Can Strep Throat & Other Winter Illnesses Affect My Psoriasis?

Our PA-C Amy Randolph recently participated in a Q&A column in OurHealth Magazine. Here’s what she had to say about winter illnesses and psoriasis.

Can Strep Throat & Other Winter Illnesses Affect My Psoriasis?

Yes!  While guttate psoriasis is relatively uncommon, up to 80% of patients with guttate psoriasis have had a recent streptococcal infection.  It is more common in patients under the age of 30 and the outbreak can be their first episode of psoriasis which can last several weeks to a few months, may recur, or can develop into the chronic plaque-type of psoriasis.  The rash appears as multiple, discrete, drop-shaped scaly, salmon-pink hue papules primarily on the trunk but can develop anywhere except the palms and soles.  Diagnosis of guttate psoriasis is usually done clinically, however, with a first-time outbreak, a biopsy may be necessary to rule out the more common rash of pityriasis rosea.  Treatment normally includes topical steroids and/or UVB light therapy.  Since psoriasis is an autoimmune disorder, the common winter cold or flu can also be a trigger for a psoriasis outbreak.

Don’t Gamble with Actinic Keratosis

The facts about actinic keratosis, or AK for short, can be scary:

  • It’s the most common precancer.
  • It affects more than 58 million Americans.
  • Left untreated, AKs may become life-threatening squamous cell carcinomas.

But it’s also a fact that YOU have more power than you may know when it comes to your skin health.  Millions of people just like you have stopped cancer in its tracks. Here’s how…

Know What to Look For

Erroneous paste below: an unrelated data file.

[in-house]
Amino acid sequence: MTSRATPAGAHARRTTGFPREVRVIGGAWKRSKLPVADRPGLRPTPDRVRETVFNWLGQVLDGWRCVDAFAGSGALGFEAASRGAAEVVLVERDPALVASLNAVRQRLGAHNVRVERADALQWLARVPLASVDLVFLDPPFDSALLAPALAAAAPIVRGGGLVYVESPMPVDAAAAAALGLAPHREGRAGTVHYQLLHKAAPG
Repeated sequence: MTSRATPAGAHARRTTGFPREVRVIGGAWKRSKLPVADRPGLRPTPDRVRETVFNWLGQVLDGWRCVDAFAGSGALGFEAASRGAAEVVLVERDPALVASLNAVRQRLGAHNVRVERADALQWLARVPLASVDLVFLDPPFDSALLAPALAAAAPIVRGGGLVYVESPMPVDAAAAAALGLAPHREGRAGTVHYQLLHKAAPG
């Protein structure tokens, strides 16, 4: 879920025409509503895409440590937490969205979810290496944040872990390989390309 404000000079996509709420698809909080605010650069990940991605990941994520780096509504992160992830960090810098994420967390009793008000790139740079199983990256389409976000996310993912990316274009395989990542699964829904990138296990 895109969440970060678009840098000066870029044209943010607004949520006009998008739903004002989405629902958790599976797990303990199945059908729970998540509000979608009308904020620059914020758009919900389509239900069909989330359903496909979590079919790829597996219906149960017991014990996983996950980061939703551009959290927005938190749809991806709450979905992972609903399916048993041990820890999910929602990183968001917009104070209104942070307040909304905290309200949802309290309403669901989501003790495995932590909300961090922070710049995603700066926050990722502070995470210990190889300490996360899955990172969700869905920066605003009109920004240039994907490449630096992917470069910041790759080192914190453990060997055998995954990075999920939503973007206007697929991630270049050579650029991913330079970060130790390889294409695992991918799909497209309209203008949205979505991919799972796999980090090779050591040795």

Early detection is key to preventing and treating the development of skin cancer.  Make a monthly skin check a part of your routine and take note of anything suspicious.  Look for signs of AK such as scaly patches, red bumps with tan crusts, an area that feels like sandpaper, or anything that keeps coming back or doesn’t heal.  The primary cause of AKs is chronic sun exposure, so pay particular attention to the face, lips, ears, scalp, shoulders, neck, hands, and forearms.

Choose Action Over Fear

Got questions or concerns? Don’t talk yourself out of taking action.  Have we mentioned that early detection is your #1 asset?  Pick up the phone and call your board-certified dermatologist for an appointment.  Skin is our specialty.  If we determine the spot you noticed is an AK, we have a host of treatment options right in our office.

Get Treatment

Early treatment can eliminate almost all actinic keratoses before they become skin cancers.  Treatments for AKs are numerous, including:

  • Cryotherapy: Using this quick and simple procedure, your doctor applies liquid nitrogen to the AK, freezing the growth which will later fall off.
  • Photodynamic Therapy: This non-invasive treatment uses a strong blue light and a photosensitizing gel to destroy the AK cells. Photodynamic Therapy (PDT) is often used for treating multiple AKs on the face and scalp.
  • Topical Medications: These come in the form of creams, gels, and liquid solutions and are applied directly to the skin.